I have never had children of my own, and I have never been more glad about that than I was the day I visited the zoo on Mother’s Day of 2003.
It was the first beautiful Sunday of what had been a rainy spring, and my boyfriend and I tried to think of some way to enjoy the weather.
Both of us were into hiking, and therefore had a morbid fascination with grizzly bears. I had a bright idea.
“Let’s go to the Woodland Park Zoo,” I said. “It’ll be totally empty. Who takes their mom to the zoo on Mother’s Day?”
It was decided.
It was also misguided. We had to park in the reserve lot usually used for concerts. It appears that most of the residents of the Pacific Northwest take their mothers to the zoo for Mother’s Day. There were mothers pushing strollers, mothers waddling pregnantly along with yet more progeny on the way, mothers of quadruplets, mothers of squadrons of awkward teenagers pretending to push each other into the chimpanzee enclosure.
We cut through the slow-moving crowd, making straight for the grizzly bear exhibit. It’s a pretty cool exhibit, quite large, consisting of a sloping hill and a stream that cascades into a lake. There is a subterranean viewing area in which the waterline of that lake is about level with the eyes of an elementary school kid.
Also visible from inside that subterranean area is a stone ledge bordering the lake. The ledge extends into a cavern, the darkest part of the enclosure, and it’s a good place to spot the bears.
That Mother’s Day, there were scads of people crowded into the viewing area, watching trout flicker through the lake water as one bear ambled aimlessly far up the hill.
Resting on the ledge in the dark recess of the cavern was the other bear. It was a massive, rough-coated lump of a thing, impressive for its sheer size, but one can only marvel at a furry lump for so long.
The viewers were growing restless when suddenly a chorus of cooing rose from the crowd. A mother duck and three fuzzy yellow ducklings were strolling down to the lake.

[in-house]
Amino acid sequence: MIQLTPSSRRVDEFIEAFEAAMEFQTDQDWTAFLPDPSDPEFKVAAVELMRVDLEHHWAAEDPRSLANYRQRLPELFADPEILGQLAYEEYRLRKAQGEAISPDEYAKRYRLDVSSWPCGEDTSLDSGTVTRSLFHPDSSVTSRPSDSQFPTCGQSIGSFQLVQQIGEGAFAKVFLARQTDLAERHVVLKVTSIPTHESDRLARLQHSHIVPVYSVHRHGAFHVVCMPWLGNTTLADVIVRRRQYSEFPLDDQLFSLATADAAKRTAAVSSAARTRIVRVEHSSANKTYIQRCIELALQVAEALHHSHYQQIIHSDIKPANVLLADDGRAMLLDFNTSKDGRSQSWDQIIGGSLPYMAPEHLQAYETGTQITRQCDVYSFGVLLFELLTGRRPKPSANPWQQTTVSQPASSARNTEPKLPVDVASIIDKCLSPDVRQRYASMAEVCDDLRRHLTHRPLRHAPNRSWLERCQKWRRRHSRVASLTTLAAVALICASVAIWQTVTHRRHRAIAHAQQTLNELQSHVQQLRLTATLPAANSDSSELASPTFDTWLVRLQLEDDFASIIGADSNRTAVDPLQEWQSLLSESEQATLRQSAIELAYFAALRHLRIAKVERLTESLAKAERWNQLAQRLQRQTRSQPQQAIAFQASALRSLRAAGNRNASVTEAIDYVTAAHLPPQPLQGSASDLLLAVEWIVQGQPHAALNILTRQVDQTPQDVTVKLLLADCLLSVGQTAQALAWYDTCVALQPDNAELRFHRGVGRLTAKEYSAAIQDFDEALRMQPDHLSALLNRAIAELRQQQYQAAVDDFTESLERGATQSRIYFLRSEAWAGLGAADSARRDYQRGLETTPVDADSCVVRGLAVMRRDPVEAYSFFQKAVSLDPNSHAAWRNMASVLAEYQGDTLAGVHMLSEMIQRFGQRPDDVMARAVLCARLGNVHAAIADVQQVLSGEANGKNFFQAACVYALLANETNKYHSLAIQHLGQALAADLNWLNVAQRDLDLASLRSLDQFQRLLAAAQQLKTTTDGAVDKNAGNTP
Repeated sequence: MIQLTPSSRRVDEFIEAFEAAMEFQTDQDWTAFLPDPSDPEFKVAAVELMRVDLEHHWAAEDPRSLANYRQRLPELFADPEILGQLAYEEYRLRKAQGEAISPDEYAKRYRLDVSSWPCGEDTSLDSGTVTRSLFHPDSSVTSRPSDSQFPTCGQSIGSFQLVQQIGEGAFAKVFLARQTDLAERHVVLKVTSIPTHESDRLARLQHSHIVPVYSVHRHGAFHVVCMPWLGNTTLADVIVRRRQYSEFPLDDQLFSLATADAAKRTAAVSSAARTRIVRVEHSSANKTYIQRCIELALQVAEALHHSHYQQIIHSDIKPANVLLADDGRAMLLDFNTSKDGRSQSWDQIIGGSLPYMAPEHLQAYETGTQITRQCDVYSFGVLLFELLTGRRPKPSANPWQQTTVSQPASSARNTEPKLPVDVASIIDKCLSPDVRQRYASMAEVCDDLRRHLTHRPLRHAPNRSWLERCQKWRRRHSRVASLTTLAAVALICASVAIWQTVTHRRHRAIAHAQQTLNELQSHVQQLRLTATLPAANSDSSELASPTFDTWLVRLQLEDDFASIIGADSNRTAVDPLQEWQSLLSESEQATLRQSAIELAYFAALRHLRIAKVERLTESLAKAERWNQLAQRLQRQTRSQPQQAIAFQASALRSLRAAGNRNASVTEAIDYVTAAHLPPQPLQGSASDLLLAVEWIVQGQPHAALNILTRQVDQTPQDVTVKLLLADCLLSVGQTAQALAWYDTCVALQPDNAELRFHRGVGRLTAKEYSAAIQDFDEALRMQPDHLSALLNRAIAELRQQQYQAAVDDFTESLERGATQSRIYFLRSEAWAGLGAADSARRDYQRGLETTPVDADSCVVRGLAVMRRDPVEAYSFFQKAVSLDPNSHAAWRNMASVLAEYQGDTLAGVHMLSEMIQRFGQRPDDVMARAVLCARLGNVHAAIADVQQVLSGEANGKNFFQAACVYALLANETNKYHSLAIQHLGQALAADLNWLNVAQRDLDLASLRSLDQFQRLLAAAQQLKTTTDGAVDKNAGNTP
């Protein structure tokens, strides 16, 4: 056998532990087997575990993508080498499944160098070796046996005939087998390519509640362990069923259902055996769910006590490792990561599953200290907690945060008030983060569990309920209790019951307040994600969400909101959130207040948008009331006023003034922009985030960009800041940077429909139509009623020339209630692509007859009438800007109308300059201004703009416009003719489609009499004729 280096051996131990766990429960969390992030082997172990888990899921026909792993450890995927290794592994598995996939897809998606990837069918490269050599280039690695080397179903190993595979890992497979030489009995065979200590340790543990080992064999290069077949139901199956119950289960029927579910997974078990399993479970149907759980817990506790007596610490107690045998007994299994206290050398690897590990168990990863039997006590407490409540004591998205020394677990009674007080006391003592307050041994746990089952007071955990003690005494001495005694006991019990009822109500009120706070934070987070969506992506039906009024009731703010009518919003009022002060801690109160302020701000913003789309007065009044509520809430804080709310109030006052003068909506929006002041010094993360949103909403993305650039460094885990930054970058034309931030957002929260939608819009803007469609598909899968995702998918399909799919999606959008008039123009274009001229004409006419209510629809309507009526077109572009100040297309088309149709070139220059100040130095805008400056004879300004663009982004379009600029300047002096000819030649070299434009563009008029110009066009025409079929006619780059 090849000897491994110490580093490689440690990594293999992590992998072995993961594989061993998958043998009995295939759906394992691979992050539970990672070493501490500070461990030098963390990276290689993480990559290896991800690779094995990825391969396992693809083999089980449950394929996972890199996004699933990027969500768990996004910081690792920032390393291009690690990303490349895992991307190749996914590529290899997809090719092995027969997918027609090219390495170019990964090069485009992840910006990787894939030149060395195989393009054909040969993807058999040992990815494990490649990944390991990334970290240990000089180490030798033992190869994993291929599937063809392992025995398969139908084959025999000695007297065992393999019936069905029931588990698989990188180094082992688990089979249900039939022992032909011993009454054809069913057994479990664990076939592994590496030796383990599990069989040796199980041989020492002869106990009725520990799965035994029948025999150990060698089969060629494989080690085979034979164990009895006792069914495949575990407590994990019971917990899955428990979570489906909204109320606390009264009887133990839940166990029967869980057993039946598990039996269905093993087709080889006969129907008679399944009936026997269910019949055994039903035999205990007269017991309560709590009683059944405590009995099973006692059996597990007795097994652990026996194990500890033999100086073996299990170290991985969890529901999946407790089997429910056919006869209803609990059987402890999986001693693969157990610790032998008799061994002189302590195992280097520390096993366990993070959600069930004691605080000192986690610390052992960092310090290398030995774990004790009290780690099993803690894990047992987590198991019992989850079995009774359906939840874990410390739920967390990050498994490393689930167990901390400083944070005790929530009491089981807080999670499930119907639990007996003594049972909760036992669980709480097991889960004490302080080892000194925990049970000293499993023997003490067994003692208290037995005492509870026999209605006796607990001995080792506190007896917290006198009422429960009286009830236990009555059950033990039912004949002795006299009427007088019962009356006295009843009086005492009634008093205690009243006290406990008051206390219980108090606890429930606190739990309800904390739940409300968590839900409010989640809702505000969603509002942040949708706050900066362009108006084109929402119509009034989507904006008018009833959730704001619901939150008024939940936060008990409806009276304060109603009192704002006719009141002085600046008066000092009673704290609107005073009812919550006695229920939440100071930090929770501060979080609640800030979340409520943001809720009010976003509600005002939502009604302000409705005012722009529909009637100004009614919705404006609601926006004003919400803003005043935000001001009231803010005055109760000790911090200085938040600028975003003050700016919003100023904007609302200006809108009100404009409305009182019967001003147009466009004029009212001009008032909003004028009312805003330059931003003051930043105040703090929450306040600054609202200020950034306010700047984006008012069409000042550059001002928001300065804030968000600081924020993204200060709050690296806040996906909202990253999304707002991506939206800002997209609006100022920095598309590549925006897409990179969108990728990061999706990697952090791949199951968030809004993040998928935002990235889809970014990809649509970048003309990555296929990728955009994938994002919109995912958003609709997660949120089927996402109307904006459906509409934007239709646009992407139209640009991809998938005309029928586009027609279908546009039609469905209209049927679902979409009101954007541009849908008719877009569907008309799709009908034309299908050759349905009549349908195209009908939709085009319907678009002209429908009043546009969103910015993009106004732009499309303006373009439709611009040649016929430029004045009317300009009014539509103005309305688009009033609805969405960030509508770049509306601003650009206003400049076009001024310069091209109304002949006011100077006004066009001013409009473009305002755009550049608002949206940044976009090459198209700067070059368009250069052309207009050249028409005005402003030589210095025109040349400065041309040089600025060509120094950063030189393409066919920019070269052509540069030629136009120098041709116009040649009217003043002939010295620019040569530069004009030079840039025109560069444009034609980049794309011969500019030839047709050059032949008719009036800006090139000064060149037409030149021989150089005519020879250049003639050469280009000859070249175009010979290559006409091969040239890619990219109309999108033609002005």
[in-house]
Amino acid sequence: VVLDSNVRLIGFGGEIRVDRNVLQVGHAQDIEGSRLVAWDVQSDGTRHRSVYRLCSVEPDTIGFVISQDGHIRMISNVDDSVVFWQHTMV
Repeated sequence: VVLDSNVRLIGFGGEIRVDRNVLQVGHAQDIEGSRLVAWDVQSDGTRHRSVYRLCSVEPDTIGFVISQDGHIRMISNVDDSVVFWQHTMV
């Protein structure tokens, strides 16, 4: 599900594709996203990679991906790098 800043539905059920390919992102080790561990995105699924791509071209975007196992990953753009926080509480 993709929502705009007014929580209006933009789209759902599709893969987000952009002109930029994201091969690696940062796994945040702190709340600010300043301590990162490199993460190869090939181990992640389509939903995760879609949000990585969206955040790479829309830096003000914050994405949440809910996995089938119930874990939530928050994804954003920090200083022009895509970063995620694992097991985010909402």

They had clearly been living in the enclosure for some time. The babies were too small to have flown themselves in; they must have hatched there. And they had been around for a couple of weeks at least, as they were old enough to walk reasonably well.
The babies splashed into the lake and swam toward the glass, cutting tiny little boat wakes in the water’s smooth surface.
I was so absorbed watching them float around like animated bath toys that I almost didn’t notice the bear in the cavern stir to life.
There was a sound of awe as the bear stretched, shuddered and then ponderously dropped itself into the lake, graceless as a rolling log. I worried a bit for the ducklings, but they were small and quick, and the bear seemed as agile as a hippo, so I figured they’d be okay.
I wasn’t much at figuring that day.
Once it was in the water, that bear turned into a shark. It unerringly swam for the glass before the horrified viewers, closed in on a duckling and snapped it up like so much popcorn. Cries of horror filled the viewing chamber.
The bear wheeled in the water, ignoring the wall of people past which it sailed, cruising straight for another duckling.
Children were now wailing, mothers were shielding the eyes of toddlers in strollers and fathers were threatening to sue.
The bear arrived in front of me, catching up with the last duckling and finishing its ghastly deed.
An exodus began from the viewing area, sobbing children towing shiny balloons in their wake as their mothers did their best to explain about nature and fumble through the general philosophies that accompany such a traumatic sight.
I stood there, stunned. The bear planted its paws in the gravel at the bottom of the lake, nearly level with my own feet on the other side of the glass. Then it stood, as if to seek any remaining morsels in the evacuating audience. I gaped up at it. Its paws were level with my head.
Such is fate.
As much as that story has provoked horrified laughter in listeners over the years since, it reminds me of what it is to be a mother.
My own mother survived a number of years in which a fate every bit as threatening as that towering grizzly loomed over me; that of addiction and my own general reckless idiocy.
I’ve never thought of Mother’s Day since that shocking Sunday at the zoo without thinking of that duck, bereft on the bank. Mothering takes courage. It is a massive risk to the heart.
My wish for mothers this Mother’s Day is that all their children flourish in happiness and health. For moms, that’s the best gift of all.
And maybe skip the zoo on Mother’s Day.